Skip to main content
SFU Student

Image of the Author
Education should be flexible, experiential and a time to make professional relationships.

As my third year at SFU comes to a close, I can’t help but notice a problematic paradox from my peers. There seems to be some sort of urgency to get a degree as soon as possible. Yet at the same time there is widespread anxiety of what to do after graduation.

In my first semester at SFU I was fortunate enough to take an Education course as an elective, which ended up molding my attitude about my academic future. Additionally, working with career professionals at my current co-op with SFU Career and Volunteer Services has reinforced some of those invaluable lessons.

1. “There is No Plan”

Did you know that a considerable amount of Career and Volunteer Services’ philosophy is adopted from “The Adventures of Johnny Bunko”, a manga by Daniel Pink? The manga teaches its readers six essential career lessons, one of which is “There is No Plan”. This lesson is not to say that there is no value in planning, but rather there is power in flexibility. Experiential opportunities like co-op and exchange aren’t meant to delay your degree but rather to enhance it.

2. Learning Isn’t Limited to Education

Yes, it’s important to learn at school. However, the experiences we have outside the classroom should be an equal part of a young professional’s early career development. Whether it’s a volunteer position, co-op, summer job or exchange it’s important to take the time to reflect on what was positive and negative about the experience and what the learning value was! Some practical methods of reflection could be sharing your experience with a friend, family member or taking a co-op reflection assignment seriously.

3. Meaningful Connections Takes Time

While I’ve always been somewhat skeptical of the effectiveness of “networking events,” it is agreeable that meeting new people is important for one’s career development. Instead of attending events for the sake of meeting new people, why not begin by making meaningful connections with circles that you’re already acquainted with? As they say, it’s better to have four quarters than a hundred pennies. Networking for its own sake is seldom valuable but building long term relationships can lead to job prospects and unique experiential opportunities.

So what’s the rush? Education should be flexible, experiential and a time to make professional relationships. Not only will this make your time at SFU more enjoyable, it will give you a competitive edge when it’s time to launch your career.

Beyond the Blog

SFU Student
Connect With Matthew on LinkedIn.
visibility  142
May 19, 2016

You Might Like These... Personal Development, International, Returning to SFU, Workplace Culture, Life Experience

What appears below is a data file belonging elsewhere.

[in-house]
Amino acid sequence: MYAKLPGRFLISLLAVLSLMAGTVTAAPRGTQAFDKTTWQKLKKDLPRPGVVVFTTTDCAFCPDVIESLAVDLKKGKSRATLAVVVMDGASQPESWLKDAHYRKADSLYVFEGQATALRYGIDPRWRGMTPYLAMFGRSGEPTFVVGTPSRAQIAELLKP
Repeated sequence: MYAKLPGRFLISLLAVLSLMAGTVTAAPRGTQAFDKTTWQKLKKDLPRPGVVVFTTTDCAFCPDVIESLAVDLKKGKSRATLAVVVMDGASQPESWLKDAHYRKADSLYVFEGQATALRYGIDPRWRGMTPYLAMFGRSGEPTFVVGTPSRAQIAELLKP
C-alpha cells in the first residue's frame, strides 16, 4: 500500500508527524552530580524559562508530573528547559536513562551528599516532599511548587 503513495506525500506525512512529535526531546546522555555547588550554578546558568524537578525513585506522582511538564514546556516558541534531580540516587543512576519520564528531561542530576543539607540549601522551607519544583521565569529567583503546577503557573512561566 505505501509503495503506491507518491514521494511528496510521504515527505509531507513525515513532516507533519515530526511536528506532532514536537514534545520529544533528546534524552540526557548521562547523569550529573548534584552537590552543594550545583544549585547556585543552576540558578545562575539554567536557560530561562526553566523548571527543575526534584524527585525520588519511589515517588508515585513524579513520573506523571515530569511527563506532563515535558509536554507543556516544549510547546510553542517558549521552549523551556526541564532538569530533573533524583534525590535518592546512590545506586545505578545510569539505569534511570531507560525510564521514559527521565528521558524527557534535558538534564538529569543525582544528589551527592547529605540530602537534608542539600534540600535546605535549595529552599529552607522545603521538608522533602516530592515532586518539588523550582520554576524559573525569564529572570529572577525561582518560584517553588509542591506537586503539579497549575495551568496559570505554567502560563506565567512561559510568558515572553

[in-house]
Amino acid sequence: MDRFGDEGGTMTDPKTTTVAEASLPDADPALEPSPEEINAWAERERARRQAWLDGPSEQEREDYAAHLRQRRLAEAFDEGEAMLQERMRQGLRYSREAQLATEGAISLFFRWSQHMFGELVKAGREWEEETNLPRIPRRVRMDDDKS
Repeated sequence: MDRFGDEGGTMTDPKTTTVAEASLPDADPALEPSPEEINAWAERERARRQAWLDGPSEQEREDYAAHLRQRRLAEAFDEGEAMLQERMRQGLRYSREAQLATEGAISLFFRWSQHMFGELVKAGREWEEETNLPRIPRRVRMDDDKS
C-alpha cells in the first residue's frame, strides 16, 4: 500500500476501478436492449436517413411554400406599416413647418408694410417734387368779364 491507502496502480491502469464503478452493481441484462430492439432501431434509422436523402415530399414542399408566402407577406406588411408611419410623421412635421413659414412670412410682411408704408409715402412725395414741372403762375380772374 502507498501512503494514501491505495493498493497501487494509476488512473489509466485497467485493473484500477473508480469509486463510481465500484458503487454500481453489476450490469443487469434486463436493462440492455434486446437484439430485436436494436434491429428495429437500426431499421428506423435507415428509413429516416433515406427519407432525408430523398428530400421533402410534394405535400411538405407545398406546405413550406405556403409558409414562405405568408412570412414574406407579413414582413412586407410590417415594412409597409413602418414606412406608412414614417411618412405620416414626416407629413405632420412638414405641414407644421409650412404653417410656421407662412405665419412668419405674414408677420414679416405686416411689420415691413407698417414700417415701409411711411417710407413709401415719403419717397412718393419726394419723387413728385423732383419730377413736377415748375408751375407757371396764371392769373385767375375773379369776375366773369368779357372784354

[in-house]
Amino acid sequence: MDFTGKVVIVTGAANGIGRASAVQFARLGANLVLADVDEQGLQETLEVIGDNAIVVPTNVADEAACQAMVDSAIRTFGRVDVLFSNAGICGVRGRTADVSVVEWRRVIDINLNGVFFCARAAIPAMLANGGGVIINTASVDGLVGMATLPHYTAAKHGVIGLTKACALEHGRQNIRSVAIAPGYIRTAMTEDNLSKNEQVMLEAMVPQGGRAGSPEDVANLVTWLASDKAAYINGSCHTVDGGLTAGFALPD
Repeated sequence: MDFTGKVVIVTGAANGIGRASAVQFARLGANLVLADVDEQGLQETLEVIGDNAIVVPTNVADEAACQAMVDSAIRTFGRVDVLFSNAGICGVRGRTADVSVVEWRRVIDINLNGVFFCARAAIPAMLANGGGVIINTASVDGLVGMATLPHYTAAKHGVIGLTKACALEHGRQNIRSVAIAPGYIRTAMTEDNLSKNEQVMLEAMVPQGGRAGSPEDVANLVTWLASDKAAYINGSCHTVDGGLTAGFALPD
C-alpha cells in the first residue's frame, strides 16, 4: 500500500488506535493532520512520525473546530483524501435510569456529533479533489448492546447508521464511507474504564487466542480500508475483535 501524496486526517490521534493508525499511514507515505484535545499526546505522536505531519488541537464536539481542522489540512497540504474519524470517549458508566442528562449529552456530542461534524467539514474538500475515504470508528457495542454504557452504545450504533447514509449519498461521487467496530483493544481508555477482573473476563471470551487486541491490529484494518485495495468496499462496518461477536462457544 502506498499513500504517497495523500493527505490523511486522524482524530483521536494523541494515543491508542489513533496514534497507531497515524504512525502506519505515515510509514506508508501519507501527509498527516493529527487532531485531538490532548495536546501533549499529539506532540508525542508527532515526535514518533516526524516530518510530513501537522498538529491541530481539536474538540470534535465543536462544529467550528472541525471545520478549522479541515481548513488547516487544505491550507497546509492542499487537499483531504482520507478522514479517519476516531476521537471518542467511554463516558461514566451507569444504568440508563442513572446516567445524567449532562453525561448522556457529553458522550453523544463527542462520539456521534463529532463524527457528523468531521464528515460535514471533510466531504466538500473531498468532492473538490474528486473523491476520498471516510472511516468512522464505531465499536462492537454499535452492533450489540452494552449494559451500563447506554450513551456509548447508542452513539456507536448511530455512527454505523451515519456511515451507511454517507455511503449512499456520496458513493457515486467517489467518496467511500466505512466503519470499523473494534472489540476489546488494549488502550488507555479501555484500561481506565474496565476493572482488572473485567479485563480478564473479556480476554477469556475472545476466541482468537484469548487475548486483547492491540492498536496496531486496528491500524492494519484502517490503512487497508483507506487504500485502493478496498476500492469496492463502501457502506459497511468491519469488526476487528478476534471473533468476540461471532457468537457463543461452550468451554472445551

A picture of Nile with people around
By the Nile: A Student's Experience in Rural Africa

The OLC happily presents the following as Craig Vandermeer’s first interview with the OLC after his return from Uganda Fall Semester 2010. Having finished his undergrad at Carleton University with a degree in Political Science, he is continuing his education here at SFU in the International Studies Master’s program.

Simon Kwok: Working at RIM

From working at RIM (Research In Motion) for a year before graduating, SIAT convocation speaker Simon Kwok shares the bits and bytes of his Co-op work experience as an interaction designer in Toronto.

Janine at convocation
Convocation Reflections: The Winding Road to Find Where You Were Meant to Be

Janine Roller looks back at her SFU co-op experience while speaking at her convocation. She shares how the path you take may not lead to where you expected to go, but it could end up somewhere better.

You Might Like These... Returning to SFU

Photo of the author giving a presentation
Creating Value: The Adventures of an IT Co-op Student

As someone who didn’t have a lot of direct experience in a technological setting, providing value to the organization had to come from something much bigger than my direct skill set.

Image of the Author
Videography: From Hobby to Career

Something that first starts out as a hobby may eventually grow into a highly tangible skill that is valued in the eyes of potential employers. For Jessica, she never considered her ability to create stories from videos would be good enough to pursue a career in it. But that all changed when Vancouver Coastal Health called and offered her a position as a videographer.

Outline of the world's continents in the background with square images of multiple individuals displayed on it to show networks between them.
Networking Opportunities at SAP

Did you ever think about taking advantage of networking opportunities at your workplace while you are on your co-op?  Business student Helen Bowman discusses the networking opportunities she was able to take advantage of during her co-op at SAP.